China cracks down on biometric data collection by apps with new consent requirement
Apps in China will be required to receive explicit consent from users to collect their biometric data starting on October 1, 2020, Abacus News reports. The Chinese government’s App Governance Group updated the Personal Information Security Specification, which Abacus describes as “China’s answer to GDPR,” to put the new rules in place.
Both users and the government have criticized app-makers for collecting more data than necessary, according to the report, and China levied punishments against many of them last year.
The new rules require apps provide a pop-up window, prompt, or other mechanism to ask for user permission, as well as provide information about the purpose, method and scope of collection, and more.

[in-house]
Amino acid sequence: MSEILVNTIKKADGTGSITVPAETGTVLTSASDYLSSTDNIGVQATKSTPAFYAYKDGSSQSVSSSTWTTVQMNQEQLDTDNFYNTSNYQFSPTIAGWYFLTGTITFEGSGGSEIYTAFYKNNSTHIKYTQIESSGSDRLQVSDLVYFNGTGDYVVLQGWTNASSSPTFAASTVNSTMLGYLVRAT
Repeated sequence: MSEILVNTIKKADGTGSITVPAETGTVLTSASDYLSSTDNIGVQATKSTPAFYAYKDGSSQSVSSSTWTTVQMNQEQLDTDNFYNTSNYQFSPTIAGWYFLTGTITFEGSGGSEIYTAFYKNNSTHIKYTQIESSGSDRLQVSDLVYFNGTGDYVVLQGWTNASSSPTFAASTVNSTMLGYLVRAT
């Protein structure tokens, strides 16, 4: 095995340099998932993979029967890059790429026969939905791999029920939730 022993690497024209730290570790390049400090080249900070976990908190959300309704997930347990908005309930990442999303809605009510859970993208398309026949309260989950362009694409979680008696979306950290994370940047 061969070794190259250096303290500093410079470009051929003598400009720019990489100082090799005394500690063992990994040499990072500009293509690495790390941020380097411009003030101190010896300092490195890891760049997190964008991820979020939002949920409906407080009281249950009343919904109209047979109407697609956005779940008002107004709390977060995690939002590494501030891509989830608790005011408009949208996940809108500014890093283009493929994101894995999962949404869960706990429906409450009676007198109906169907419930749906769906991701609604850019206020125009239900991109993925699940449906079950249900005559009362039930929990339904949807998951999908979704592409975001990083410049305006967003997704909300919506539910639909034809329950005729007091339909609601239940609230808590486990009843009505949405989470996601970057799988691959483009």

Developers are recommended to store biometric information separately from personally identifiable information, and the guidance also clarifies acceptable conditions on data handling and access by third parties.
The update makes three amendments to the Specification. The first increases restrictions on the use of user portraits, personalized displays, and “convergence of personal information collected based on different business purposes,” per a Google translation, as well as third-party access. The second relates to consent and account cancelation, and the third is meant “to refine and improve the requirements of personal biometric information.”
Biometric data collection and use practices in China were found to be the worst for data privacy in the world in a study by Comparitech last year. Concerns among citizens came to a head when a professor sued a wildlife park for requiring him to submit to facial biometrics collection for entry.
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